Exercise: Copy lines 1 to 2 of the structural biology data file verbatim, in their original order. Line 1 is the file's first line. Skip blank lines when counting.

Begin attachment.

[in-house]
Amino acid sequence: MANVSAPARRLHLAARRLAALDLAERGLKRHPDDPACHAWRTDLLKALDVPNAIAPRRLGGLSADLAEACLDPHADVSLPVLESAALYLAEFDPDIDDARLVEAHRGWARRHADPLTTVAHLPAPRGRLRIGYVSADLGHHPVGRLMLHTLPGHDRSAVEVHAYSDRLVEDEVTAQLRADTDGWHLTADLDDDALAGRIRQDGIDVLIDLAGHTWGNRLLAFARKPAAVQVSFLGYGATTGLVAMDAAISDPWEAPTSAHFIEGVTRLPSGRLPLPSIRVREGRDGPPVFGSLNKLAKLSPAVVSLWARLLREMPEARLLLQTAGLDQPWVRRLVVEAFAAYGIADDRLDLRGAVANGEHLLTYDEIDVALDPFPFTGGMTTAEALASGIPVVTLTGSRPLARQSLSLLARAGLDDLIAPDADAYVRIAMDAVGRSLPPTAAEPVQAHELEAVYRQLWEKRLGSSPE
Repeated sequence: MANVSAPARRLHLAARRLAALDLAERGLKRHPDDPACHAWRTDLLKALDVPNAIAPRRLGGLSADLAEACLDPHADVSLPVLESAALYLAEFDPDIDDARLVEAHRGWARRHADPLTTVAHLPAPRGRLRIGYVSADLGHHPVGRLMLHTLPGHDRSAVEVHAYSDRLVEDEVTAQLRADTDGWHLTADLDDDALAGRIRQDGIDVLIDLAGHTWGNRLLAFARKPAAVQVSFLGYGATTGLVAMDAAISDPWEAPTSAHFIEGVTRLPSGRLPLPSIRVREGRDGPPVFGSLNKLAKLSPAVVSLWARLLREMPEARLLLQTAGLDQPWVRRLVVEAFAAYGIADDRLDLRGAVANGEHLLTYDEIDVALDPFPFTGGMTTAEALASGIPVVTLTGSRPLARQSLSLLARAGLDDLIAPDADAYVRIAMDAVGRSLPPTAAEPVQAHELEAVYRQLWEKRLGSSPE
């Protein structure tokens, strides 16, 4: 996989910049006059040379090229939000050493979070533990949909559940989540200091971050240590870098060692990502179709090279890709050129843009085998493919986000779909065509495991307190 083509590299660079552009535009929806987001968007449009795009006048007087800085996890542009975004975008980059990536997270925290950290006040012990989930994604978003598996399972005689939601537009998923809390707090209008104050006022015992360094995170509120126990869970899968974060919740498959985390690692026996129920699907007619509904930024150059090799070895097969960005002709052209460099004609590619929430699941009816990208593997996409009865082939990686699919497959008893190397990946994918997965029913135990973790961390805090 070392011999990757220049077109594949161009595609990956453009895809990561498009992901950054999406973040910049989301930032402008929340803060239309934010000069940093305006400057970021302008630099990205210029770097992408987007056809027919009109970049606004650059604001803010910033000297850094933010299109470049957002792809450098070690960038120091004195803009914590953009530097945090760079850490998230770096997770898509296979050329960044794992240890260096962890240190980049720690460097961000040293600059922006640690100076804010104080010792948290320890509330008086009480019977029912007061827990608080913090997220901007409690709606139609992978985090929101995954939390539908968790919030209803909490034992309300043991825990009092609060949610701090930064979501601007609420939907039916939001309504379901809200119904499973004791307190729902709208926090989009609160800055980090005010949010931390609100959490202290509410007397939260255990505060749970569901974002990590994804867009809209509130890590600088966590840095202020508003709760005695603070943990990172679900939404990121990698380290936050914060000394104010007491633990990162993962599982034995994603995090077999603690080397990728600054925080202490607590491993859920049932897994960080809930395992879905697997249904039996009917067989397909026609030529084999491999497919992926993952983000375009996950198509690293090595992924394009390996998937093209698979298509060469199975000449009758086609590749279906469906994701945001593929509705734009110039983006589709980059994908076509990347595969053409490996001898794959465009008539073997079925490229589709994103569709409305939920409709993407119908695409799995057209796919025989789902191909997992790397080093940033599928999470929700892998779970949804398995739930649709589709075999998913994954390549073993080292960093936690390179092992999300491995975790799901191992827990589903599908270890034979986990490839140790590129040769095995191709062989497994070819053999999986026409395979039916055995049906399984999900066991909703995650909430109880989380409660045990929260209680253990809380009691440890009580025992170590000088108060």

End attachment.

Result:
[in-house]
Amino acid sequence: MANVSAPARRLHLAARRLAALDLAERGLKRHPDDPACHAWRTDLLKALDVPNAIAPRRLGGLSADLAEACLDPHADVSLPVLESAALYLAEFDPDIDDARLVEAHRGWARRHADPLTTVAHLPAPRGRLRIGYVSADLGHHPVGRLMLHTLPGHDRSAVEVHAYSDRLVEDEVTAQLRADTDGWHLTADLDDDALAGRIRQDGIDVLIDLAGHTWGNRLLAFARKPAAVQVSFLGYGATTGLVAMDAAISDPWEAPTSAHFIEGVTRLPSGRLPLPSIRVREGRDGPPVFGSLNKLAKLSPAVVSLWARLLREMPEARLLLQTAGLDQPWVRRLVVEAFAAYGIADDRLDLRGAVANGEHLLTYDEIDVALDPFPFTGGMTTAEALASGIPVVTLTGSRPLARQSLSLLARAGLDDLIAPDADAYVRIAMDAVGRSLPPTAAEPVQAHELEAVYRQLWEKRLGSSPE